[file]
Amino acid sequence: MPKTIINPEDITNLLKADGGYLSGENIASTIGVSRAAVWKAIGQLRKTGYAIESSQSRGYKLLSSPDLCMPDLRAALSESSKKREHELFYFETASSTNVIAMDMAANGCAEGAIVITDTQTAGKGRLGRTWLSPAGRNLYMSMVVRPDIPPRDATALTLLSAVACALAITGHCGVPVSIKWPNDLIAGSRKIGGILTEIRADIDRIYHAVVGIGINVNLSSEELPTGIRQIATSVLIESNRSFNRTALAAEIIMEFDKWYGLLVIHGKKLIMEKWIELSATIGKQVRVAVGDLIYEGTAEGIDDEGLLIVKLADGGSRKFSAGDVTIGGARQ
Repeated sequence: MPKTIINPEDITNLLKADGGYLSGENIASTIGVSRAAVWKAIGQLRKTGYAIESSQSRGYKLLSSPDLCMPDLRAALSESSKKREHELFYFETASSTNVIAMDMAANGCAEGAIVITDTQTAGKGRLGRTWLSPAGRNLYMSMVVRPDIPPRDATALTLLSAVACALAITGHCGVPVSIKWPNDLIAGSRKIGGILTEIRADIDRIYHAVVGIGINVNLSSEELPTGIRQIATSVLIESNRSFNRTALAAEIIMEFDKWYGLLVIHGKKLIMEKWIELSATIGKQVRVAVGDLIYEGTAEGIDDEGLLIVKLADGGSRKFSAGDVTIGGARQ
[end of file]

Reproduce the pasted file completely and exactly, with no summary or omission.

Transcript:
Amino acid sequence: MPKTIINPEDITNLLKADGGYLSGENIASTIGVSRAAVWKAIGQLRKTGYAIESSQSRGYKLLSSPDLCMPDLRAALSESSKKREHELFYFETASSTNVIAMDMAANGCAEGAIVITDTQTAGKGRLGRTWLSPAGRNLYMSMVVRPDIPPRDATALTLLSAVACALAITGHCGVPVSIKWPNDLIAGSRKIGGILTEIRADIDRIYHAVVGIGINVNLSSEELPTGIRQIATSVLIESNRSFNRTALAAEIIMEFDKWYGLLVIHGKKLIMEKWIELSATIGKQVRVAVGDLIYEGTAEGIDDEGLLIVKLADGGSRKFSAGDVTIGGARQ
Repeated sequence: MPKTIINPEDITNLLKADGGYLSGENIASTIGVSRAAVWKAIGQLRKTGYAIESSQSRGYKLLSSPDLCMPDLRAALSESSKKREHELFYFETASSTNVIAMDMAANGCAEGAIVITDTQTAGKGRLGRTWLSPAGRNLYMSMVVRPDIPPRDATALTLLSAVACALAITGHCGVPVSIKWPNDLIAGSRKIGGILTEIRADIDRIYHAVVGIGINVNLSSEELPTGIRQIATSVLIESNRSFNRTALAAEIIMEFDKWYGLLVIHGKKLIMEKWIELSATIGKQVRVAVGDLIYEGTAEGIDDEGLLIVKLADGGSRKFSAGDVTIGGARQ